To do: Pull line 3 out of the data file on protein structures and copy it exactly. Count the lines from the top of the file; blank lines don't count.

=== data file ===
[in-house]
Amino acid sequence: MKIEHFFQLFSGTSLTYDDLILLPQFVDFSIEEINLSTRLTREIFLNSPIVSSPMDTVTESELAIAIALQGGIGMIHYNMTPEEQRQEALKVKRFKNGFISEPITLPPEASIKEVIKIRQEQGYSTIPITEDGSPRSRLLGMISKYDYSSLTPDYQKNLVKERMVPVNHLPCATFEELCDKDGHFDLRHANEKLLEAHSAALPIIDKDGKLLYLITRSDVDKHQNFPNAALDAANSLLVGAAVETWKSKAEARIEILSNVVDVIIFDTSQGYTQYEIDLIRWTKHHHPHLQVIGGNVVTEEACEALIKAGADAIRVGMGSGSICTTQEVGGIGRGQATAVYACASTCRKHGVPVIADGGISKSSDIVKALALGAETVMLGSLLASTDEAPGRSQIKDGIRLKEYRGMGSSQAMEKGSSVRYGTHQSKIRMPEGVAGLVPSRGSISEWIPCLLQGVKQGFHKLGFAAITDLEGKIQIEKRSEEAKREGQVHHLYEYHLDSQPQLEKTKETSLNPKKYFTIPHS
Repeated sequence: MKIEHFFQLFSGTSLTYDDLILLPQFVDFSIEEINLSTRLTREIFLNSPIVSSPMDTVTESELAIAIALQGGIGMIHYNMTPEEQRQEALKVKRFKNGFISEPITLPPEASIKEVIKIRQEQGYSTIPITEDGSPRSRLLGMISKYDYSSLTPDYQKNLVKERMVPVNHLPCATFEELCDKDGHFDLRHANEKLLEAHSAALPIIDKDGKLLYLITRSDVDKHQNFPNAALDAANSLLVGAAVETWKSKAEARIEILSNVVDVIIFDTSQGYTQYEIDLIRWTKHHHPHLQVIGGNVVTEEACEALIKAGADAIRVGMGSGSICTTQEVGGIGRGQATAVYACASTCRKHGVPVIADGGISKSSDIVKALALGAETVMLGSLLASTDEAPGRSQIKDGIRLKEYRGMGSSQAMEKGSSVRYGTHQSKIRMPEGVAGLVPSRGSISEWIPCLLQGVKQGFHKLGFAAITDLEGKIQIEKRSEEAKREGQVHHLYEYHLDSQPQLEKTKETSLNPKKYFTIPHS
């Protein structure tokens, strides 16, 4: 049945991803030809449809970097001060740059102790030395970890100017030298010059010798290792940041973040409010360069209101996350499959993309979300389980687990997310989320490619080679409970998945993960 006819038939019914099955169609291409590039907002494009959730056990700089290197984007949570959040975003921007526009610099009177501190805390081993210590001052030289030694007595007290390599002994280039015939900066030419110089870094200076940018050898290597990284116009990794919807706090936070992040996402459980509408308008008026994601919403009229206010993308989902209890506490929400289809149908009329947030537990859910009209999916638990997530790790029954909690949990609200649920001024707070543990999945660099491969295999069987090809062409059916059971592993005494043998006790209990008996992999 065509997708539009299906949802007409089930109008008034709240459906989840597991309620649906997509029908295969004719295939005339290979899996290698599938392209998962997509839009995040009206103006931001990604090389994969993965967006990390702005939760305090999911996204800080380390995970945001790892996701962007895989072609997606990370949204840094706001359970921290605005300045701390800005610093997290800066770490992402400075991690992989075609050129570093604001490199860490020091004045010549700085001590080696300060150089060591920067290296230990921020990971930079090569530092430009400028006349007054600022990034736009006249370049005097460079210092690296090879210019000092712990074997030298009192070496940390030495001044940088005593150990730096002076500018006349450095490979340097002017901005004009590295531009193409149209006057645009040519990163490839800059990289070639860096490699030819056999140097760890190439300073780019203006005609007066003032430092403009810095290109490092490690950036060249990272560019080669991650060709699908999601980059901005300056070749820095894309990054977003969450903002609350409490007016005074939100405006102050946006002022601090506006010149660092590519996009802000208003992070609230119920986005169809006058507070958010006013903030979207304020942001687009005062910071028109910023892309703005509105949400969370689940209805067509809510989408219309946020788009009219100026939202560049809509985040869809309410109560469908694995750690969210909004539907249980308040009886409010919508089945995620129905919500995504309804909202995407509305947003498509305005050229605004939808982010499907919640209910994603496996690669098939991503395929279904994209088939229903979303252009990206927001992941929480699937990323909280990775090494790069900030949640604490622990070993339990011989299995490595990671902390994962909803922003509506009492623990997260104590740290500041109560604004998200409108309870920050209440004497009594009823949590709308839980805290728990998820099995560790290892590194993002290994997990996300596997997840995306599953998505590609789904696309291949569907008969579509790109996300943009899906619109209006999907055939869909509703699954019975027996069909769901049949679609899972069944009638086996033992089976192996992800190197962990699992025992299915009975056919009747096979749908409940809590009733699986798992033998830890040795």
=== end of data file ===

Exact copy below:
Repeated sequence: MKIEHFFQLFSGTSLTYDDLILLPQFVDFSIEEINLSTRLTREIFLNSPIVSSPMDTVTESELAIAIALQGGIGMIHYNMTPEEQRQEALKVKRFKNGFISEPITLPPEASIKEVIKIRQEQGYSTIPITEDGSPRSRLLGMISKYDYSSLTPDYQKNLVKERMVPVNHLPCATFEELCDKDGHFDLRHANEKLLEAHSAALPIIDKDGKLLYLITRSDVDKHQNFPNAALDAANSLLVGAAVETWKSKAEARIEILSNVVDVIIFDTSQGYTQYEIDLIRWTKHHHPHLQVIGGNVVTEEACEALIKAGADAIRVGMGSGSICTTQEVGGIGRGQATAVYACASTCRKHGVPVIADGGISKSSDIVKALALGAETVMLGSLLASTDEAPGRSQIKDGIRLKEYRGMGSSQAMEKGSSVRYGTHQSKIRMPEGVAGLVPSRGSISEWIPCLLQGVKQGFHKLGFAAITDLEGKIQIEKRSEEAKREGQVHHLYEYHLDSQPQLEKTKETSLNPKKYFTIPHS